Mirror Images of Europe. Metaphors in the public debate about Europe in Britain and Germany
2000 • ISBN 978-3-89129-634-9
vii + 214 pp., paperback; EUR 19,50
If we go by the imagery used in the public debate, the European Union is a rather protean entity. Sometimes it is a ›train that must not be missed‹; on other occasions it is depicted as a ›house without exit doors‹, as a ›family‹, a ›marriage‹ or a ›ménage à trois‹, or again as a ›war zone‹ where ›battles are fought‹ over beef and a common currency. But despite their apparent inconsistency, the metaphors used to interpret modern Europe fall into patterns that are indicative of specific public attitudes and arguments in the different nations. Using a corpus of British and German media texts from the period 1989-2000, this book provides a contrastive overview over the main metaphor fields of Euro-debates in the United Kingdom and the Federal Republic. It highlights the characteristic differences of the EU's 'image' in both countries as well as the changes it has undergone since the Maastricht and Amsterdam Treaties.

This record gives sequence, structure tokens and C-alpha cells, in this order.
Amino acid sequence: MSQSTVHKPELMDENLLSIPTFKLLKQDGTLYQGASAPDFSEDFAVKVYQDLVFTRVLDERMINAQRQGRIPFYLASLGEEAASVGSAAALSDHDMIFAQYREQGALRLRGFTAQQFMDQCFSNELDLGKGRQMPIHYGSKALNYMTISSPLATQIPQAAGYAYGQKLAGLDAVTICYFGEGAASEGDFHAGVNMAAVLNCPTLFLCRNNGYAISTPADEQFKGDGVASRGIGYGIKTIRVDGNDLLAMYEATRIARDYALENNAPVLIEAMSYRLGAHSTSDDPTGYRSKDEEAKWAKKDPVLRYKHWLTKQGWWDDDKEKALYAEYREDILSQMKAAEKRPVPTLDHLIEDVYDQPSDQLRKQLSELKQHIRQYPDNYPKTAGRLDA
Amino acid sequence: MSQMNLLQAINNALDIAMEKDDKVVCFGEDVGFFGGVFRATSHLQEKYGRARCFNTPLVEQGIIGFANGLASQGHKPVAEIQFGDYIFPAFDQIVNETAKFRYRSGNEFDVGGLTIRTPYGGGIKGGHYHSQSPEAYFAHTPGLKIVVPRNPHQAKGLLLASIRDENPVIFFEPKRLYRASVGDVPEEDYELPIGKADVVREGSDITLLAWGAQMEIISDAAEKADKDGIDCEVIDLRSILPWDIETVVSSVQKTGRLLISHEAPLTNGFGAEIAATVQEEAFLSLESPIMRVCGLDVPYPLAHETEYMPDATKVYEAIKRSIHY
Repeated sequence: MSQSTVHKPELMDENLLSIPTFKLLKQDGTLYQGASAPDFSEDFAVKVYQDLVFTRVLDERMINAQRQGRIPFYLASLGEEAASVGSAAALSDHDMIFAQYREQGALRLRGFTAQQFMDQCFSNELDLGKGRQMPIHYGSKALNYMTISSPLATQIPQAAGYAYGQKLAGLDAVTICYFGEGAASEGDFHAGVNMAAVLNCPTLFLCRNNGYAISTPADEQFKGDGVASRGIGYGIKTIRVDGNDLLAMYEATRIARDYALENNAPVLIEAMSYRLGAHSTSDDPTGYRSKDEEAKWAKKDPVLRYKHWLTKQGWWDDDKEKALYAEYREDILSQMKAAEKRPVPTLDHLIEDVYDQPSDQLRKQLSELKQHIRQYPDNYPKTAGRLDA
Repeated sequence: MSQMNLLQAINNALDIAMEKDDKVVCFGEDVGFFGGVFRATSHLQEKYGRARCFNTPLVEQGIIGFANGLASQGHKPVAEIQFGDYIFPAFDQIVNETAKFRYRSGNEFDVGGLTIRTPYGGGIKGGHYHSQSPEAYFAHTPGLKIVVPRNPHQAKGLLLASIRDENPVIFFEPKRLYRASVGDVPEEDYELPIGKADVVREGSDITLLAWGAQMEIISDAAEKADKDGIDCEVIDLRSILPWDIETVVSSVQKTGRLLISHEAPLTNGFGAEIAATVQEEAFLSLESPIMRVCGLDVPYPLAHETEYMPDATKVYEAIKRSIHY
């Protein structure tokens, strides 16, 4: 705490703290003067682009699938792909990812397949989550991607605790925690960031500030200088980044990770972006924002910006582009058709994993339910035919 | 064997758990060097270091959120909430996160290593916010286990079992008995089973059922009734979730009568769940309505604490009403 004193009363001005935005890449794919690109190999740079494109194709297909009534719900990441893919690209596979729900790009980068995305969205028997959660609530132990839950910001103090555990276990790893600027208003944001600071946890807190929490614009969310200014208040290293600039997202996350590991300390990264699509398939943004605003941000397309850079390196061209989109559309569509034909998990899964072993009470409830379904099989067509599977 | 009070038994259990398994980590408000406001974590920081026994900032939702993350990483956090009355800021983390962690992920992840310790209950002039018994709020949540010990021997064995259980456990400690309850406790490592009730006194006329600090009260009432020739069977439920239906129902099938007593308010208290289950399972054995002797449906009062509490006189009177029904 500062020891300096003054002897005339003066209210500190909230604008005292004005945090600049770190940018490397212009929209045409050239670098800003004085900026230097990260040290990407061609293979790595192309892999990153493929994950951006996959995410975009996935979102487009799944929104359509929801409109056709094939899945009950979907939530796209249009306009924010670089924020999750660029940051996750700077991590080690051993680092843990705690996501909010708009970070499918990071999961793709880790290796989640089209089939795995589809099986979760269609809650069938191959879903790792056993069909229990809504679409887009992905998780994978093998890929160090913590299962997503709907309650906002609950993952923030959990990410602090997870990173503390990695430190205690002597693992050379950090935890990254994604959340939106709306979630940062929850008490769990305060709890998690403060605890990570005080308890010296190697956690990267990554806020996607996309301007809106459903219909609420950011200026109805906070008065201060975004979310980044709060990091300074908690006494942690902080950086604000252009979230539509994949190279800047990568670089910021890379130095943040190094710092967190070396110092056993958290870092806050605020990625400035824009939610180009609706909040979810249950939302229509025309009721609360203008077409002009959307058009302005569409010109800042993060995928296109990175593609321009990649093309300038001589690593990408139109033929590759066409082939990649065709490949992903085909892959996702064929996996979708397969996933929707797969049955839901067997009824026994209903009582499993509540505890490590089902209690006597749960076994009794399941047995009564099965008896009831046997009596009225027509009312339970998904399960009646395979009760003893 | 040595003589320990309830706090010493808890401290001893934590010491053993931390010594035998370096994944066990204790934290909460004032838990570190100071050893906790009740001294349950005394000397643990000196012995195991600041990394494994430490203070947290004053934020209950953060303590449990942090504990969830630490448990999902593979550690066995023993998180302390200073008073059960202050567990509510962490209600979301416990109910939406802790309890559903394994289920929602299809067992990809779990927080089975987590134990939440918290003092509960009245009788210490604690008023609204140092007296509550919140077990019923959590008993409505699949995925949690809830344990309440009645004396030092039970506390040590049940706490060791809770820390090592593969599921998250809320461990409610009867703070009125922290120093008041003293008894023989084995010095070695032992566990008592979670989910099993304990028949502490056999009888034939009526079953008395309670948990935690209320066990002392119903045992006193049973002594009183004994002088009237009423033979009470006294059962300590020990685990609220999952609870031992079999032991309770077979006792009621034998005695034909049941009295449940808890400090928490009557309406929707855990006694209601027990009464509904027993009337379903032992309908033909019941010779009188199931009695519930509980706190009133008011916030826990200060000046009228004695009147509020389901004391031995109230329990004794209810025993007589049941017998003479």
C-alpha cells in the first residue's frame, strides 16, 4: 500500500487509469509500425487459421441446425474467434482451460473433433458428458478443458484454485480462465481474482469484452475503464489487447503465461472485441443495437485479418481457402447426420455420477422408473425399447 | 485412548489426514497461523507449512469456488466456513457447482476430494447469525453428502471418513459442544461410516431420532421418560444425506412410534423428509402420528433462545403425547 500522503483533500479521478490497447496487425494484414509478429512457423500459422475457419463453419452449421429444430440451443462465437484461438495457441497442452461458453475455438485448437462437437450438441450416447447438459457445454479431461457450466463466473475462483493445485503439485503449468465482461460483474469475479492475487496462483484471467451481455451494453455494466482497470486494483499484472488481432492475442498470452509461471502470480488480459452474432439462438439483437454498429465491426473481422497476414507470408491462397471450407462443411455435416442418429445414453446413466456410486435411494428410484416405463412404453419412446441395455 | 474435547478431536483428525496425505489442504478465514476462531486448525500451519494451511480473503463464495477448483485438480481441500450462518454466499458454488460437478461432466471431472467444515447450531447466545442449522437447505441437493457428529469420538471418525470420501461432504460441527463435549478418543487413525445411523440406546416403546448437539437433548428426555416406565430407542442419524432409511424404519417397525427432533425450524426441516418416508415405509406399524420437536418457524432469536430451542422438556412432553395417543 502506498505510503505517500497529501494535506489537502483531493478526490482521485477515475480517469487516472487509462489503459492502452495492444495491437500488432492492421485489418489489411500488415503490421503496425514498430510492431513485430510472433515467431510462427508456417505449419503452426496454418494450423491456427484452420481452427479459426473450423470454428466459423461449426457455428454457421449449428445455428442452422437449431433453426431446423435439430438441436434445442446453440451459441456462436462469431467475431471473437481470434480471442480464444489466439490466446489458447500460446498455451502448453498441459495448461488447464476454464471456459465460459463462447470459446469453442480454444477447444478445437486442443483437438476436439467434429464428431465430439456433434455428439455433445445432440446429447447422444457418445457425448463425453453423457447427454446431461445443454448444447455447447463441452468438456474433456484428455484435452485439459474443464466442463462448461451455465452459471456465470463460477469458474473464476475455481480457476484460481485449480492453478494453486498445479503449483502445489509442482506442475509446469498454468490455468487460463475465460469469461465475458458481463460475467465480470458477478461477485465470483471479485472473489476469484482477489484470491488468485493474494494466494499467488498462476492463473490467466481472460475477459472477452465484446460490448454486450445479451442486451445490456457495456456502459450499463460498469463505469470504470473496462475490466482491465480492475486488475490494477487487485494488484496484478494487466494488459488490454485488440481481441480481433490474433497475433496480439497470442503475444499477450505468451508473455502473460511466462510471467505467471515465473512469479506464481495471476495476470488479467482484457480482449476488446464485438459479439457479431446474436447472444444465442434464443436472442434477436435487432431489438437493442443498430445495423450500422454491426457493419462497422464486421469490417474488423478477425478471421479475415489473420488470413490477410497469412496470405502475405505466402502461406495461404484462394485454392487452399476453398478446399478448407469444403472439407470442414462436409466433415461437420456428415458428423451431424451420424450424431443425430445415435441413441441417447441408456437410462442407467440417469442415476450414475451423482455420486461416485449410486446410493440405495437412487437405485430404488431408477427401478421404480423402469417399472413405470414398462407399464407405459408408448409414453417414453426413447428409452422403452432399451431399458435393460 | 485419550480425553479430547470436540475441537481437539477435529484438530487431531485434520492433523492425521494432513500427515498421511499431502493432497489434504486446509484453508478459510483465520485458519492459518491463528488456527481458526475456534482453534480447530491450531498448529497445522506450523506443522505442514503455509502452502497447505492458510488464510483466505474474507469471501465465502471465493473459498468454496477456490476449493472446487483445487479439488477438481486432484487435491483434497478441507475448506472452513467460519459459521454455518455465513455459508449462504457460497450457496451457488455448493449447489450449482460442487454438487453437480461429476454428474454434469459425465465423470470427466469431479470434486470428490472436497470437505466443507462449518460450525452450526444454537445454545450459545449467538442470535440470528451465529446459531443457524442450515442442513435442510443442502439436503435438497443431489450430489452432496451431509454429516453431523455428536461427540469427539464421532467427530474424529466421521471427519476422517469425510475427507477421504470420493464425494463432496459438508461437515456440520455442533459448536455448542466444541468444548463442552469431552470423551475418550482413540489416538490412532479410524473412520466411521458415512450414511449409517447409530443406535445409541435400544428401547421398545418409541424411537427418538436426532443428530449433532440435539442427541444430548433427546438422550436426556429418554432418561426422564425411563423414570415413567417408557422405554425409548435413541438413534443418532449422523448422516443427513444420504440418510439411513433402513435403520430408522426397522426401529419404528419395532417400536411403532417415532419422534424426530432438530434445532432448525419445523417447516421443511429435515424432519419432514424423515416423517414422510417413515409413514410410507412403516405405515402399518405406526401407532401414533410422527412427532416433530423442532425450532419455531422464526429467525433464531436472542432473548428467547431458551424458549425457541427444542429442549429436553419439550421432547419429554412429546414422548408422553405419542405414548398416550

This publication is the outcome of the author's research on "Attitudes towards 'Europe'" at the University of Durham.
Chapter I: The path is the goal or: the metaphorisation of European politics
Chapter II: Vehicles of Europe's political journey in the 1990s
Chapter III: Constructing the Union
Chapter IV: Metaphors of group membership and group control
Chapter V: The physiology of the EU and of its child, the euro
Chapter VI: War games for the EU: metaphors of competition and confrontation
Chapter VII: The drama of EU politics: comedy or tragedy?